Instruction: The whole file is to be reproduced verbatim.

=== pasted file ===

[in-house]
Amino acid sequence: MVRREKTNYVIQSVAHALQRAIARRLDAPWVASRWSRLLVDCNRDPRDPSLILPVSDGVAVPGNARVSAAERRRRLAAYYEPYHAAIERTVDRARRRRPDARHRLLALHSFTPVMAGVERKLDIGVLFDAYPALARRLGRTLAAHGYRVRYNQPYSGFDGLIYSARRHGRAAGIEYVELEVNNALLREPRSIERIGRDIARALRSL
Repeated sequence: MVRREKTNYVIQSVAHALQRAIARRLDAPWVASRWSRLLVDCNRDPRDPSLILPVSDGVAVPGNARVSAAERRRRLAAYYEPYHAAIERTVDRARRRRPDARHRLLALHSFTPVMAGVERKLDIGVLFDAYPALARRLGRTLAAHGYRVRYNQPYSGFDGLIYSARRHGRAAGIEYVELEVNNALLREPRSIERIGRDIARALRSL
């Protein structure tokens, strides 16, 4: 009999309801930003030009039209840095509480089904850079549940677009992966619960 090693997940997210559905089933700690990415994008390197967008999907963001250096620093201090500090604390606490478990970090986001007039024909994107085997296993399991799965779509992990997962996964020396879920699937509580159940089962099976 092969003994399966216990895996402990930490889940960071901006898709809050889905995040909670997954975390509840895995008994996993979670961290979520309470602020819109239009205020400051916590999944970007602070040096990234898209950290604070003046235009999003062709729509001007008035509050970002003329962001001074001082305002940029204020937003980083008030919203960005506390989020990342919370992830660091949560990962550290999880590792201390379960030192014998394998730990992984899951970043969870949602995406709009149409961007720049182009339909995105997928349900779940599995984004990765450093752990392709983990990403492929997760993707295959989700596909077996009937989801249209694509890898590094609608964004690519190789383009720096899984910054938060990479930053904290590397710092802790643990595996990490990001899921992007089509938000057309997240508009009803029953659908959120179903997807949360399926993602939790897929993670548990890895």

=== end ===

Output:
[in-house]
Amino acid sequence: MVRREKTNYVIQSVAHALQRAIARRLDAPWVASRWSRLLVDCNRDPRDPSLILPVSDGVAVPGNARVSAAERRRRLAAYYEPYHAAIERTVDRARRRRPDARHRLLALHSFTPVMAGVERKLDIGVLFDAYPALARRLGRTLAAHGYRVRYNQPYSGFDGLIYSARRHGRAAGIEYVELEVNNALLREPRSIERIGRDIARALRSL
Repeated sequence: MVRREKTNYVIQSVAHALQRAIARRLDAPWVASRWSRLLVDCNRDPRDPSLILPVSDGVAVPGNARVSAAERRRRLAAYYEPYHAAIERTVDRARRRRPDARHRLLALHSFTPVMAGVERKLDIGVLFDAYPALARRLGRTLAAHGYRVRYNQPYSGFDGLIYSARRHGRAAGIEYVELEVNNALLREPRSIERIGRDIARALRSL
């Protein structure tokens, strides 16, 4: 009999309801930003030009039209840095509480089904850079549940677009992966619960 090693997940997210559905089933700690990415994008390197967008999907963001250096620093201090500090604390606490478990970090986001007039024909994107085997296993399991799965779509992990997962996964020396879920699937509580159940089962099976 092969003994399966216990895996402990930490889940960071901006898709809050889905995040909670997954975390509840895995008994996993979670961290979520309470602020819109239009205020400051916590999944970007602070040096990234898209950290604070003046235009999003062709729509001007008035509050970002003329962001001074001082305002940029204020937003980083008030919203960005506390989020990342919370992830660091949560990962550290999880590792201390379960030192014998394998730990992984899951970043969870949602995406709009149409961007720049182009339909995105997928349900779940599995984004990765450093752990392709983990990403492929997760993707295959989700596909077996009937989801249209694509890898590094609608964004690519190789383009720096899984910054938060990479930053904290590397710092802790643990595996990490990001899921992007089509938000057309997240508009009803029953659908959120179903997807949360399926993602939790897929993670548990890895």